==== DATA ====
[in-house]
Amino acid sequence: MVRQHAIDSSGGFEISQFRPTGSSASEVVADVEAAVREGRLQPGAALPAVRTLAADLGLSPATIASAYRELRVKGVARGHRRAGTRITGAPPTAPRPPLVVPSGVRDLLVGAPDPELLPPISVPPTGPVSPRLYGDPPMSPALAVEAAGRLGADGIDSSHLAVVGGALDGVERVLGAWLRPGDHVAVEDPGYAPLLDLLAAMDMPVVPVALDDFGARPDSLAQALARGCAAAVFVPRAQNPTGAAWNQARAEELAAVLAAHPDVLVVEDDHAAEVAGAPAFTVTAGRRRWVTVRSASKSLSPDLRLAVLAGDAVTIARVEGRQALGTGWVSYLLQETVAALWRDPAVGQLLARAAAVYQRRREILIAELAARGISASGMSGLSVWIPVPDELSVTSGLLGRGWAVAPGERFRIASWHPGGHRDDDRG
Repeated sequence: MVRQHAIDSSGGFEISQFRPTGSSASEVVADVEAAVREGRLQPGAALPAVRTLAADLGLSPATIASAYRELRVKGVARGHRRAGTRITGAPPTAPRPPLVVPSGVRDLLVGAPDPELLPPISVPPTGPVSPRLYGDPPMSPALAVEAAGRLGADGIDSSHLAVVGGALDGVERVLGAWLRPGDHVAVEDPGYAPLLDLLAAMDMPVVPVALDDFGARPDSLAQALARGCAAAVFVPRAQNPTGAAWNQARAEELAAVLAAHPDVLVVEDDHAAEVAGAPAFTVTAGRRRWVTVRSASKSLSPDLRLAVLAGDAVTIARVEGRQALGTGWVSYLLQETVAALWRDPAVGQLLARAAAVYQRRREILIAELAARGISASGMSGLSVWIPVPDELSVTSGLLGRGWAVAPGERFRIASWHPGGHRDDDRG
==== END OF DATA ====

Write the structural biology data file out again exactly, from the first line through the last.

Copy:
[in-house]
Amino acid sequence: MVRQHAIDSSGGFEISQFRPTGSSASEVVADVEAAVREGRLQPGAALPAVRTLAADLGLSPATIASAYRELRVKGVARGHRRAGTRITGAPPTAPRPPLVVPSGVRDLLVGAPDPELLPPISVPPTGPVSPRLYGDPPMSPALAVEAAGRLGADGIDSSHLAVVGGALDGVERVLGAWLRPGDHVAVEDPGYAPLLDLLAAMDMPVVPVALDDFGARPDSLAQALARGCAAAVFVPRAQNPTGAAWNQARAEELAAVLAAHPDVLVVEDDHAAEVAGAPAFTVTAGRRRWVTVRSASKSLSPDLRLAVLAGDAVTIARVEGRQALGTGWVSYLLQETVAALWRDPAVGQLLARAAAVYQRRREILIAELAARGISASGMSGLSVWIPVPDELSVTSGLLGRGWAVAPGERFRIASWHPGGHRDDDRG
Repeated sequence: MVRQHAIDSSGGFEISQFRPTGSSASEVVADVEAAVREGRLQPGAALPAVRTLAADLGLSPATIASAYRELRVKGVARGHRRAGTRITGAPPTAPRPPLVVPSGVRDLLVGAPDPELLPPISVPPTGPVSPRLYGDPPMSPALAVEAAGRLGADGIDSSHLAVVGGALDGVERVLGAWLRPGDHVAVEDPGYAPLLDLLAAMDMPVVPVALDDFGARPDSLAQALARGCAAAVFVPRAQNPTGAAWNQARAEELAAVLAAHPDVLVVEDDHAAEVAGAPAFTVTAGRRRWVTVRSASKSLSPDLRLAVLAGDAVTIARVEGRQALGTGWVSYLLQETVAALWRDPAVGQLLARAAAVYQRRREILIAELAARGISASGMSGLSVWIPVPDELSVTSGLLGRGWAVAPGERFRIASWHPGGHRDDDRG